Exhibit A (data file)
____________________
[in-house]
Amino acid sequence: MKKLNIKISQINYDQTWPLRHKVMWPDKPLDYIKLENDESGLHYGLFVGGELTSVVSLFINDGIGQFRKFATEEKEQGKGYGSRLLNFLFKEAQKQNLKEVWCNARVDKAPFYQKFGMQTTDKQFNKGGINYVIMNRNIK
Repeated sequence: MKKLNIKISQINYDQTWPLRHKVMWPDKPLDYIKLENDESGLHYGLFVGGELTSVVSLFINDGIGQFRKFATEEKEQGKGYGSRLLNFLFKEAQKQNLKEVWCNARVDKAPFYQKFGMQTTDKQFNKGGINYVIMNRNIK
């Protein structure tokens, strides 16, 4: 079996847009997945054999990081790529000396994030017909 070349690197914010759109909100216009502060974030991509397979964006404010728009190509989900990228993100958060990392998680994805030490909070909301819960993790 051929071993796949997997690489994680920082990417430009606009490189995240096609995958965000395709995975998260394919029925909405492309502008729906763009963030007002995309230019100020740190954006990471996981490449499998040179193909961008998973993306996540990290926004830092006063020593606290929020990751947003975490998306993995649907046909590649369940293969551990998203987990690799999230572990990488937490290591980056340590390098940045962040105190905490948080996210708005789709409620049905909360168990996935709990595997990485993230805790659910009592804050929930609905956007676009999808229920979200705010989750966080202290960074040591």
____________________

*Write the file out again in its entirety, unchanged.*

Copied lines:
[in-house]
Amino acid sequence: MKKLNIKISQINYDQTWPLRHKVMWPDKPLDYIKLENDESGLHYGLFVGGELTSVVSLFINDGIGQFRKFATEEKEQGKGYGSRLLNFLFKEAQKQNLKEVWCNARVDKAPFYQKFGMQTTDKQFNKGGINYVIMNRNIK
Repeated sequence: MKKLNIKISQINYDQTWPLRHKVMWPDKPLDYIKLENDESGLHYGLFVGGELTSVVSLFINDGIGQFRKFATEEKEQGKGYGSRLLNFLFKEAQKQNLKEVWCNARVDKAPFYQKFGMQTTDKQFNKGGINYVIMNRNIK
């Protein structure tokens, strides 16, 4: 079996847009997945054999990081790529000396994030017909 070349690197914010759109909100216009502060974030991509397979964006404010728009190509989900990228993100958060990392998680994805030490909070909301819960993790 051929071993796949997997690489994680920082990417430009606009490189995240096609995958965000395709995975998260394919029925909405492309502008729906763009963030007002995309230019100020740190954006990471996981490449499998040179193909961008998973993306996540990290926004830092006063020593606290929020990751947003975490998306993995649907046909590649369940293969551990998203987990690799999230572990990488937490290591980056340590390098940045962040105190905490948080996210708005789709409620049905909360168990996935709990595997990485993230805790659910009592804050929930609905956007676009999808229920979200705010989750966080202290960074040591």